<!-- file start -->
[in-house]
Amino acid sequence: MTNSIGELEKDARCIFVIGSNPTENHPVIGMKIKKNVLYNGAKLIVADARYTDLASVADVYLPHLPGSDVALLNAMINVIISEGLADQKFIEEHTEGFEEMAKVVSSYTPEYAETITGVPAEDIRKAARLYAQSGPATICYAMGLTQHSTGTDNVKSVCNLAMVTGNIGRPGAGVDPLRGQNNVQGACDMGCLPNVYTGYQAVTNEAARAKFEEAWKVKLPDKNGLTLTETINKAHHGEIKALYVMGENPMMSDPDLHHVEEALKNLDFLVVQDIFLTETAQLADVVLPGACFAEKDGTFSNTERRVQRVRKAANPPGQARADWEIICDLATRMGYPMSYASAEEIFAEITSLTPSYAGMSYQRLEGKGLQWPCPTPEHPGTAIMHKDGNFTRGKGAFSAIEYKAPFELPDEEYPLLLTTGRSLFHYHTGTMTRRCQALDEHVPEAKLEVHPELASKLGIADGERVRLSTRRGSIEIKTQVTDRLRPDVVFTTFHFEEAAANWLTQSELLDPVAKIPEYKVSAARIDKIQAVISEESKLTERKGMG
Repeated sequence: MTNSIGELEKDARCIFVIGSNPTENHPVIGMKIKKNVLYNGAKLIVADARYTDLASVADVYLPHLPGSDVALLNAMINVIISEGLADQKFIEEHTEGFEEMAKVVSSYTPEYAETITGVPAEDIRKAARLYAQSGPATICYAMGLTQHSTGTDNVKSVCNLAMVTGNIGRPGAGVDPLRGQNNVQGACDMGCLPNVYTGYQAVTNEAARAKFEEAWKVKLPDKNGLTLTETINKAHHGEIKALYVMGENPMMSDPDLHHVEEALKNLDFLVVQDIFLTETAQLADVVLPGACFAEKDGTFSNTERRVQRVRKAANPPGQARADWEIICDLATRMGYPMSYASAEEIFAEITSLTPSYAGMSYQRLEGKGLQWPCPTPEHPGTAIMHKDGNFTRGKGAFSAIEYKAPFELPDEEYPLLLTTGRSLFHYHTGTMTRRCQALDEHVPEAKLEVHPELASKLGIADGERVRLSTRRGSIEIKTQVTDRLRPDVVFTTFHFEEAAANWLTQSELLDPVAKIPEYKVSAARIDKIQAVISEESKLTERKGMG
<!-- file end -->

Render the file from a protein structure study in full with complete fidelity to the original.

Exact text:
[in-house]
Amino acid sequence: MTNSIGELEKDARCIFVIGSNPTENHPVIGMKIKKNVLYNGAKLIVADARYTDLASVADVYLPHLPGSDVALLNAMINVIISEGLADQKFIEEHTEGFEEMAKVVSSYTPEYAETITGVPAEDIRKAARLYAQSGPATICYAMGLTQHSTGTDNVKSVCNLAMVTGNIGRPGAGVDPLRGQNNVQGACDMGCLPNVYTGYQAVTNEAARAKFEEAWKVKLPDKNGLTLTETINKAHHGEIKALYVMGENPMMSDPDLHHVEEALKNLDFLVVQDIFLTETAQLADVVLPGACFAEKDGTFSNTERRVQRVRKAANPPGQARADWEIICDLATRMGYPMSYASAEEIFAEITSLTPSYAGMSYQRLEGKGLQWPCPTPEHPGTAIMHKDGNFTRGKGAFSAIEYKAPFELPDEEYPLLLTTGRSLFHYHTGTMTRRCQALDEHVPEAKLEVHPELASKLGIADGERVRLSTRRGSIEIKTQVTDRLRPDVVFTTFHFEEAAANWLTQSELLDPVAKIPEYKVSAARIDKIQAVISEESKLTERKGMG
Repeated sequence: MTNSIGELEKDARCIFVIGSNPTENHPVIGMKIKKNVLYNGAKLIVADARYTDLASVADVYLPHLPGSDVALLNAMINVIISEGLADQKFIEEHTEGFEEMAKVVSSYTPEYAETITGVPAEDIRKAARLYAQSGPATICYAMGLTQHSTGTDNVKSVCNLAMVTGNIGRPGAGVDPLRGQNNVQGACDMGCLPNVYTGYQAVTNEAARAKFEEAWKVKLPDKNGLTLTETINKAHHGEIKALYVMGENPMMSDPDLHHVEEALKNLDFLVVQDIFLTETAQLADVVLPGACFAEKDGTFSNTERRVQRVRKAANPPGQARADWEIICDLATRMGYPMSYASAEEIFAEITSLTPSYAGMSYQRLEGKGLQWPCPTPEHPGTAIMHKDGNFTRGKGAFSAIEYKAPFELPDEEYPLLLTTGRSLFHYHTGTMTRRCQALDEHVPEAKLEVHPELASKLGIADGERVRLSTRRGSIEIKTQVTDRLRPDVVFTTFHFEEAAANWLTQSELLDPVAKIPEYKVSAARIDKIQAVISEESKLTERKGMG